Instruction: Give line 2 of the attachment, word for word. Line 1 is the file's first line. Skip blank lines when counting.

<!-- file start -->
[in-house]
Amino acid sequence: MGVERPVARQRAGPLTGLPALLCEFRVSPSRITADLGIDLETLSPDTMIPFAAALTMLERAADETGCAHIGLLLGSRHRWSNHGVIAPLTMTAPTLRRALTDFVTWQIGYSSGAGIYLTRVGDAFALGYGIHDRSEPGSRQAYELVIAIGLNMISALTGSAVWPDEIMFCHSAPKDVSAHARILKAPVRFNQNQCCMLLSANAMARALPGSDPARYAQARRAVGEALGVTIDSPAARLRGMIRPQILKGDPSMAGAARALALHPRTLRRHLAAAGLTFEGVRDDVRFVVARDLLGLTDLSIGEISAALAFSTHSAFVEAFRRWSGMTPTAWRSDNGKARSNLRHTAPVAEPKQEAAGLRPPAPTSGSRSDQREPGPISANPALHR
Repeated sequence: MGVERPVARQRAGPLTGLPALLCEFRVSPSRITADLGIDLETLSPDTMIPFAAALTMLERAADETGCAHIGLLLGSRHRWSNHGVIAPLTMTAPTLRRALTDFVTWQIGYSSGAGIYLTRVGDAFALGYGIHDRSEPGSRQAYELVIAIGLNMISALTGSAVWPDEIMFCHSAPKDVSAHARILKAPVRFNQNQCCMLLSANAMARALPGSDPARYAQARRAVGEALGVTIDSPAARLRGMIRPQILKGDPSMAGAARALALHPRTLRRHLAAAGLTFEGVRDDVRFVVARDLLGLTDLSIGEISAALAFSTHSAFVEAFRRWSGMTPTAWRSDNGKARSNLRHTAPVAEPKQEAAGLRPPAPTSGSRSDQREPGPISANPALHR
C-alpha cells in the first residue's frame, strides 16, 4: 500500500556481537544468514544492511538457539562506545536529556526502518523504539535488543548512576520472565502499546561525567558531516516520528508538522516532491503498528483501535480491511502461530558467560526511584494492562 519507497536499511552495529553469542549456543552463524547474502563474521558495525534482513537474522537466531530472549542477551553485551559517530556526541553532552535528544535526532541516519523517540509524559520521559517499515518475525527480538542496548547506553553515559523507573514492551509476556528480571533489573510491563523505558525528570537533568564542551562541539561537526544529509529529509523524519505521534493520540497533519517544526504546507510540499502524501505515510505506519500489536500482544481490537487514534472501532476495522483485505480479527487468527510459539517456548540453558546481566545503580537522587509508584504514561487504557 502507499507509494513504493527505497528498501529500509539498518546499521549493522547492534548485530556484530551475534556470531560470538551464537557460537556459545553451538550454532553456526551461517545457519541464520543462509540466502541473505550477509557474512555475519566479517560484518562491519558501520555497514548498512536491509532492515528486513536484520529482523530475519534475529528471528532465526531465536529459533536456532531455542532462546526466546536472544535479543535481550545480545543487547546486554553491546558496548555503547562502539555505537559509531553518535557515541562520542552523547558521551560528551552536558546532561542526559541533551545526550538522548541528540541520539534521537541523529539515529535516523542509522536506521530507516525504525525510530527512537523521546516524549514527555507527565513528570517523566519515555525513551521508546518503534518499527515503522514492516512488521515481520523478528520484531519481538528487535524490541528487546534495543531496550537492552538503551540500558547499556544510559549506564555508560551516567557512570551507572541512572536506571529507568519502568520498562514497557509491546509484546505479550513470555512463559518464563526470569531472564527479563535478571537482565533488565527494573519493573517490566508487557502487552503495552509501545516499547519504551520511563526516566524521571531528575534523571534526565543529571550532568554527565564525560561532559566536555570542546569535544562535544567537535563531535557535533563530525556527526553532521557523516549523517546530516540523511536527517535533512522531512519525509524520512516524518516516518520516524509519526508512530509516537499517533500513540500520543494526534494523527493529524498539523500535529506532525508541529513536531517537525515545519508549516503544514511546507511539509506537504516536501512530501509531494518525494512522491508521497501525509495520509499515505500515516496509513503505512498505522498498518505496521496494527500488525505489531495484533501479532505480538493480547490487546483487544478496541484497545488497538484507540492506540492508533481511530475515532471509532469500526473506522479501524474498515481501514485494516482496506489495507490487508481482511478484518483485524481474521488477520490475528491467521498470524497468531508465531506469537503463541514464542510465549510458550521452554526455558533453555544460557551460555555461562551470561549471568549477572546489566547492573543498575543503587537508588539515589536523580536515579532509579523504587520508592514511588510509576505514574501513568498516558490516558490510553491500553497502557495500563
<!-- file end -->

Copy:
Amino acid sequence: MGVERPVARQRAGPLTGLPALLCEFRVSPSRITADLGIDLETLSPDTMIPFAAALTMLERAADETGCAHIGLLLGSRHRWSNHGVIAPLTMTAPTLRRALTDFVTWQIGYSSGAGIYLTRVGDAFALGYGIHDRSEPGSRQAYELVIAIGLNMISALTGSAVWPDEIMFCHSAPKDVSAHARILKAPVRFNQNQCCMLLSANAMARALPGSDPARYAQARRAVGEALGVTIDSPAARLRGMIRPQILKGDPSMAGAARALALHPRTLRRHLAAAGLTFEGVRDDVRFVVARDLLGLTDLSIGEISAALAFSTHSAFVEAFRRWSGMTPTAWRSDNGKARSNLRHTAPVAEPKQEAAGLRPPAPTSGSRSDQREPGPISANPALHR